Are you sitting Comfrey? Then I'll begin…

| 16th July 2010

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We sow the seed, nature grows the seed and we eat the seed…

Wasn’t that Neil from the Young Ones back in the 80’s? Well at Hen Corner we love nature but know that a bit of support and investment goes a long way!

This week, at last, we’ve done lots of prep work and have been ticking off that list (from the last couple of weeks).

‘Comfrey Tea’ on top

Last year we learnt that comfrey is a fantastic herb that has both medicinal and nutritional properties. As an organic garden, we were really interested in learning how the deep roots draw nitrogen up from the depths of the soil and research has shown that a comfrey feed can have higher levels of nutrients than shop bought liquid feeds. So how do we turn a green plant into liquid gold?

All you need is in the picture above;

  • A good stash of comfrey leaves
  • An old plastic net fruit bag
  • Some garden wire
  • A stone
  1. Cram as many leaves in the bag as possible.
  2. Pop in the stone (to weigh it down).
  3. Draw the hole closed with the wire leaving a length just longer than the height of your water butt.
  4. Drop the comfrey bag into the water butt (keep hold of one end of the wire).
  5. Secure the end of the wire to a handle or a weight enabling you to remove the bag next year.

As the comfrey leaves break down, all the nutrients are released into your rainwater, making it an excellent feed for all your home grown veg – ready on tap!

Note: Do not just chuck comfrey leaves into your water butt as they will block the tap.

For more info check out .

Compost down below

Where can we begin with compost?

Once you’re set up, and we like a good system, there are so many benefits:

Recycling your food waste (not fish or meat – that’s for the cats, or bones – that’s for stock!)
Disposing of spent plants, weeds, garden waste
Packing away the chicken poop

So, for the convenience of receiving our ‘unwanteds’ we are rewarded with wonderful rich ‘Black Gold’ that is fine enough for seedlings, rich enough for fertiliser, bountiful enough to use as a mulch – a Win/Win I’d say!

We have Double Wooden Compost Bin like this one complete with duvets. The picture above shows the left side of mature compost (with just a bit of dried grass cuttings on top) and the right side that we are adding to (can you spot the comfrey stems that we stripped the leaves from?). To get to the good stuff in the left bin, we’ve just forked across the top 20cm into the right bin… added some water to both (as it’s been so dry) and we’ve got a load of new compost to use as a mulch for the fruit trees and berries, as a base for the squash plants, as a growing medium for the potting on and so much more…

By the time we’ve finished with the compost in the left, the right side will be full – we’ll close it up until next year and start adding to the left again. This way each ‘batch’ gets a good long while to mature uninterrupted, getting to the right temperature that breaks it all down ready for next year…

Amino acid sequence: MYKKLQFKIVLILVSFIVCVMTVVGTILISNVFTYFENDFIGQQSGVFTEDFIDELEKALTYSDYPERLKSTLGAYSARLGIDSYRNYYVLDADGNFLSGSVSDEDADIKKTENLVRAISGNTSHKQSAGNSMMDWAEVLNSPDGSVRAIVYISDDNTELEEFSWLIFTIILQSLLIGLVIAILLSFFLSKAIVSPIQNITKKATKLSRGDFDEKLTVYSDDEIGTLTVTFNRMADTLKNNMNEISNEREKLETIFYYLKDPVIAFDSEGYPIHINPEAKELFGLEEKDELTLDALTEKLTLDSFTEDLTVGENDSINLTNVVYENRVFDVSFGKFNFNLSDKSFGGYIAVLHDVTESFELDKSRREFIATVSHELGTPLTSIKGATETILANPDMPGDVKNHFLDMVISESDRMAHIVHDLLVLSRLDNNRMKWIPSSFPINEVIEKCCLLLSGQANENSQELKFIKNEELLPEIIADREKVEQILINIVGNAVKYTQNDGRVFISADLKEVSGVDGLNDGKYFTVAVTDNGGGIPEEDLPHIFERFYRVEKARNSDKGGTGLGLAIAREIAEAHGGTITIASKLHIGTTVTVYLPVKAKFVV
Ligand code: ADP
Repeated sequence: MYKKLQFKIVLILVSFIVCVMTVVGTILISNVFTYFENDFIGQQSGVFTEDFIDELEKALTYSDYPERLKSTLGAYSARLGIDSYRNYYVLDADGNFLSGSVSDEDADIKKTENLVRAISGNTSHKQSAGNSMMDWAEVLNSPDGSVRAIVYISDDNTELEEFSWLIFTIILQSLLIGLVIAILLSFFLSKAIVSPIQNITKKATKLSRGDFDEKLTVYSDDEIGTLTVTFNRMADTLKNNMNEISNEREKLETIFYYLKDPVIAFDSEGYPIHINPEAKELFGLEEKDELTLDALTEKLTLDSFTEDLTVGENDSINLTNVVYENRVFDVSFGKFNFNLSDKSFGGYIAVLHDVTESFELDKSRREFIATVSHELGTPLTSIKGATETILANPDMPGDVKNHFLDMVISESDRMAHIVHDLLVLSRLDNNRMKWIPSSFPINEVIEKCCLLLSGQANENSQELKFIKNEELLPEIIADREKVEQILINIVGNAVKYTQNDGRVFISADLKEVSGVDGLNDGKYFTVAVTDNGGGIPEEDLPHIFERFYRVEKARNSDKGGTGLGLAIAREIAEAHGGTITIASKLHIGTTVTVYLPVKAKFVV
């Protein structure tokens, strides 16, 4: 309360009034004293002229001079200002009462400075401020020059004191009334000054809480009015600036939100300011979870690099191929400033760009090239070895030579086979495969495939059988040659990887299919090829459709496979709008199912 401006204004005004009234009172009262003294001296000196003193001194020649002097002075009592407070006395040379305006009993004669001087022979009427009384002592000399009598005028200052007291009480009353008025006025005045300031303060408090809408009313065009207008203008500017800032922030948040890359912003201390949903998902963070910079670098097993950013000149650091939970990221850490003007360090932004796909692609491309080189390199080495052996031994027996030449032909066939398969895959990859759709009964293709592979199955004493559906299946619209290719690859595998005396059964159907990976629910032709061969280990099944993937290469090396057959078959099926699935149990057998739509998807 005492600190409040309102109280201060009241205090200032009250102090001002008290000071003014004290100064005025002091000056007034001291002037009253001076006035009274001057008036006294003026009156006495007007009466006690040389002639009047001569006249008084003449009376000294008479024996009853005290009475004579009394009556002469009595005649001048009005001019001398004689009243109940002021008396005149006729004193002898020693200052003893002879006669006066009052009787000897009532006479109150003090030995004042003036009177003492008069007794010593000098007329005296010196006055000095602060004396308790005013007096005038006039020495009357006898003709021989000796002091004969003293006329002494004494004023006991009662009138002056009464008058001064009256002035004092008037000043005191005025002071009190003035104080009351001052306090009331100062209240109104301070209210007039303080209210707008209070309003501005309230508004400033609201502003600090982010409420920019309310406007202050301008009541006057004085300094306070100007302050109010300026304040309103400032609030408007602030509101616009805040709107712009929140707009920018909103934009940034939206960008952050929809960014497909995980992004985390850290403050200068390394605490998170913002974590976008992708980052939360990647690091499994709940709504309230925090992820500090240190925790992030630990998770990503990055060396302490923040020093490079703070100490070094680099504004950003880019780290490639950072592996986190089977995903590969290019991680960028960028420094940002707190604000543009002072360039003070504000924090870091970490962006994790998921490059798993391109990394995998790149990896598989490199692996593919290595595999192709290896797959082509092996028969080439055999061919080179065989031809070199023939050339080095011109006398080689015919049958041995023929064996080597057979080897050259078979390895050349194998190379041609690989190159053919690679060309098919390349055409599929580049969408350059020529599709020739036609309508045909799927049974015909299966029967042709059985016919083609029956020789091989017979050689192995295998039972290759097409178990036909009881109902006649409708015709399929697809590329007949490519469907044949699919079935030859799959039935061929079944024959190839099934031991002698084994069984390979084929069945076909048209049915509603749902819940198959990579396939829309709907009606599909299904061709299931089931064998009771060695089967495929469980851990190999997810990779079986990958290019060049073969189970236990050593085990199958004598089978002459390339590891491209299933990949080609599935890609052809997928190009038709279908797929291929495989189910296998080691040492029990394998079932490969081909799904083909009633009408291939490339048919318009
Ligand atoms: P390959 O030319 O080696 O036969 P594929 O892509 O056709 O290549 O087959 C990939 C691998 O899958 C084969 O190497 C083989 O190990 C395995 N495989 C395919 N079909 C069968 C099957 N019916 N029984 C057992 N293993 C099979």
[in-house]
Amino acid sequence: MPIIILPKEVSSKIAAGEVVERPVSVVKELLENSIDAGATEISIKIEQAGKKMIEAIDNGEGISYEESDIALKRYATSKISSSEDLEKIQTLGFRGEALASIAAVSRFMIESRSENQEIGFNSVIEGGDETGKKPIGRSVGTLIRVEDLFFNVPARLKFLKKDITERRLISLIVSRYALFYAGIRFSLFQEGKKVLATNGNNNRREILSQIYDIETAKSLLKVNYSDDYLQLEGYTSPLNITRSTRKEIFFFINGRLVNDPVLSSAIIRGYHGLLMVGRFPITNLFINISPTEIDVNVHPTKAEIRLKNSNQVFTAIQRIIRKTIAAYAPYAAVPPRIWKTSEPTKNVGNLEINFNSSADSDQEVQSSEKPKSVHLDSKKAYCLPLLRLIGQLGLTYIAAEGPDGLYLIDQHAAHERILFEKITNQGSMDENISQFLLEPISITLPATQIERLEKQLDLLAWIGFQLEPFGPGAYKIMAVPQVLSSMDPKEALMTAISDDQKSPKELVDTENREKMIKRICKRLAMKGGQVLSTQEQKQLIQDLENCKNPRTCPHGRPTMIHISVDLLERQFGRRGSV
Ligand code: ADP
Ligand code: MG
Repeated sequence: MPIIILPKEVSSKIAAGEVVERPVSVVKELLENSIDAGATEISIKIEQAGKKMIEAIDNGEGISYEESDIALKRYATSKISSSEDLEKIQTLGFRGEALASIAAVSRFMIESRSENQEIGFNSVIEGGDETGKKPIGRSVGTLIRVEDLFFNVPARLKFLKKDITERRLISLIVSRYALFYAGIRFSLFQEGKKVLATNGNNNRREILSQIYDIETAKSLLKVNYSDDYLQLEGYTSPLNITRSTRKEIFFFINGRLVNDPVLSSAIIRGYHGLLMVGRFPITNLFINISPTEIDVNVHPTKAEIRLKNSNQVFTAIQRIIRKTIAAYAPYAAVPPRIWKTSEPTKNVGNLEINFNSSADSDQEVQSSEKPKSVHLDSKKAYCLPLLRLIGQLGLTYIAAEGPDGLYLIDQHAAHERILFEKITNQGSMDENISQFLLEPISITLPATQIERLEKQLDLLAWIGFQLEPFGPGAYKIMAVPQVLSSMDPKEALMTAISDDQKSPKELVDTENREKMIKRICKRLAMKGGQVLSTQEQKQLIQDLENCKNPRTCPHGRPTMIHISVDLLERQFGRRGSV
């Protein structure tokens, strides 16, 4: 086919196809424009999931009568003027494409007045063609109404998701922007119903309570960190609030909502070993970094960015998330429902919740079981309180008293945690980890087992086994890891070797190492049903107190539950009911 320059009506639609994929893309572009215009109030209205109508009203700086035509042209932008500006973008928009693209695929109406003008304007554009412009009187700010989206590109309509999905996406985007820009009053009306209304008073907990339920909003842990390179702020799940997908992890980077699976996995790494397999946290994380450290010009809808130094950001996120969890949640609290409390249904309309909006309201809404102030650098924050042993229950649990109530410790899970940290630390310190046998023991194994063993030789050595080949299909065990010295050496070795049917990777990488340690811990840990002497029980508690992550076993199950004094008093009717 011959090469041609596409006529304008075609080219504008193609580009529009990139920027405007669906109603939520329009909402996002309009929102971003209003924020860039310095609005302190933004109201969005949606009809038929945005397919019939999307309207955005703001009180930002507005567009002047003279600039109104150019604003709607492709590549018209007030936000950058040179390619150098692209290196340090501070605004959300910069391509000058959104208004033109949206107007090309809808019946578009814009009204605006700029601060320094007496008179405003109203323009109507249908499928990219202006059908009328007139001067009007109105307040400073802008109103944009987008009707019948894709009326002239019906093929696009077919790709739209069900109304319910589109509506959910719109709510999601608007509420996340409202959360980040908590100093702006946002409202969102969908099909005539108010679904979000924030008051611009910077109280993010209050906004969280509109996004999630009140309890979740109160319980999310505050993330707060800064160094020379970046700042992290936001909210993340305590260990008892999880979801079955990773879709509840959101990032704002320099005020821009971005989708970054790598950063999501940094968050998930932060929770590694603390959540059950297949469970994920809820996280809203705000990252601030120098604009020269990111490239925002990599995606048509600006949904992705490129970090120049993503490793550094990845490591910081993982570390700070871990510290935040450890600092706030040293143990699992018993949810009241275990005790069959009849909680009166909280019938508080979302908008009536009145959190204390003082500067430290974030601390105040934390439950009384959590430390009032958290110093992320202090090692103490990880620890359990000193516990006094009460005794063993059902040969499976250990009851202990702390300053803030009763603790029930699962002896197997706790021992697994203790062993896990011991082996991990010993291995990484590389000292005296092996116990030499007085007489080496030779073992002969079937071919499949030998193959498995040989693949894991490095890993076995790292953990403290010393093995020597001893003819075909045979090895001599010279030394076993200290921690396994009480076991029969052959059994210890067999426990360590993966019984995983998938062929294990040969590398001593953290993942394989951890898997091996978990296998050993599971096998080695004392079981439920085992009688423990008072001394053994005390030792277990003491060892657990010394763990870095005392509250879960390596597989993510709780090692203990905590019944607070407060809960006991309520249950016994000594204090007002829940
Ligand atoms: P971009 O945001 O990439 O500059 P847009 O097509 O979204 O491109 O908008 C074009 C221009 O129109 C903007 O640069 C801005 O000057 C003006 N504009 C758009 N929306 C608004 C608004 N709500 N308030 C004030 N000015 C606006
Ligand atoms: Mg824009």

Pesky Pests

One thing we didn’t put in the compost was all the asparagus ferns that I had to chop down at the weekend (don’t tell me – I know I’m supposed to leave them to strengthen the crowns) but they were so infested with Asparagus Beetle, and seen present at every stage in the life cycle (even mating!), that our only ‘no chemical’ option was to physically remove all but five spears. We decided not to put them in the compost bin (in case it was to cosy) and started to fill the garden waste sack ready for collection next week… we then noticed them flying back to the Asparagus Bed as fast as we were removing them! So we packed them into biodegradable garden sacks and tied the tops up to trap them in. They are now waiting on the front drive, hopefully far enough away for ‘escapees’ to find their way back. I’m checking the remaining ferns twice a day and am still finding 5-6 beetles each time – I pop on my gloves and squash them! I’ve got to win this battle….hmm….

  • How did they find us in the first place?
  • Where was their previous home?
  • Have they done any irreversible damage?
  • Will they be back next year?

You see this does bother me as we’ve been so good; we have not eaten one spear yet and we’re hoping for 20 years of harvesting from these crowns…

Other things this week…

We’ve installed a fab watering system in the kitchen garden giving 10 mins twice a day to the cold frame via mini fountains and  to the raised beds via a sprinkler. It’s great and we’ve seen a real difference, but how ironic that since we’ve installed it there has been rain every day!

The weather has been both wet and windy – blowing down pot plants (the chillies are only outside for pollination, poor things) and the pea tepees. We’ve found a splattering of empty pots that have blown all over lawn and several apples have fallen prematurely…

Chicken Watch:

Ruby is still hanging on in there.

All three new girls are now laying.

Butternut is broody again… I say no more!

So next weeks jobs:

Plant or pot up the remaining seedlings (tomatoes, chillies, leeks, squashes)

Mulch the fruit trees and berries

Chase that beetle

Gather in the harvest

Corners are not just for squares!

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